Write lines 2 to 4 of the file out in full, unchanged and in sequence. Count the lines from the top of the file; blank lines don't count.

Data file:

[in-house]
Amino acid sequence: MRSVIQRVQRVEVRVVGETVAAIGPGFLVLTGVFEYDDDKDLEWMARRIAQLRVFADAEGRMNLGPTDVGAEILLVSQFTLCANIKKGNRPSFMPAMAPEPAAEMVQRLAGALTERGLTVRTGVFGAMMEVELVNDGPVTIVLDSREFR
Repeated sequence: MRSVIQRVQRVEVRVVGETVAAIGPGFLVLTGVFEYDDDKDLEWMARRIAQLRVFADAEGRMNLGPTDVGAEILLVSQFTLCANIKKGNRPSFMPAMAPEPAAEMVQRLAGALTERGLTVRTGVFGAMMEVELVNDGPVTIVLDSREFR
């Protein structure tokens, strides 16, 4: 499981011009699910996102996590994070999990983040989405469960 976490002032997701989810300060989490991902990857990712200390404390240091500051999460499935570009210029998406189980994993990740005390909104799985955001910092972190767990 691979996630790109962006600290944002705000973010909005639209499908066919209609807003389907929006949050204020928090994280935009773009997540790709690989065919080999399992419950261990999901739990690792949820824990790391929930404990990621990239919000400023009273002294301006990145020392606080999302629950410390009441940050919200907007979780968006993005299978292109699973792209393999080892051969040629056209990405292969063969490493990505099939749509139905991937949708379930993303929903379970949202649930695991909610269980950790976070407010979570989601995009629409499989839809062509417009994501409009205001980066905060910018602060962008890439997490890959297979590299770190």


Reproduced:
Amino acid sequence: MRSVIQRVQRVEVRVVGETVAAIGPGFLVLTGVFEYDDDKDLEWMARRIAQLRVFADAEGRMNLGPTDVGAEILLVSQFTLCANIKKGNRPSFMPAMAPEPAAEMVQRLAGALTERGLTVRTGVFGAMMEVELVNDGPVTIVLDSREFR
Repeated sequence: MRSVIQRVQRVEVRVVGETVAAIGPGFLVLTGVFEYDDDKDLEWMARRIAQLRVFADAEGRMNLGPTDVGAEILLVSQFTLCANIKKGNRPSFMPAMAPEPAAEMVQRLAGALTERGLTVRTGVFGAMMEVELVNDGPVTIVLDSREFR
């Protein structure tokens, strides 16, 4: 499981011009699910996102996590994070999990983040989405469960 976490002032997701989810300060989490991902990857990712200390404390240091500051999460499935570009210029998406189980994993990740005390909104799985955001910092972190767990 691979996630790109962006600290944002705000973010909005639209499908066919209609807003389907929006949050204020928090994280935009773009997540790709690989065919080999399992419950261990999901739990690792949820824990790391929930404990990621990239919000400023009273002294301006990145020392606080999302629950410390009441940050919200907007979780968006993005299978292109699973792209393999080892051969040629056209990405292969063969490493990505099939749509139905991937949708379930993303929903379970949202649930695991909610269980950790976070407010979570989601995009629409499989839809062509417009994501409009205001980066905060910018602060962008890439997490890959297979590299770190």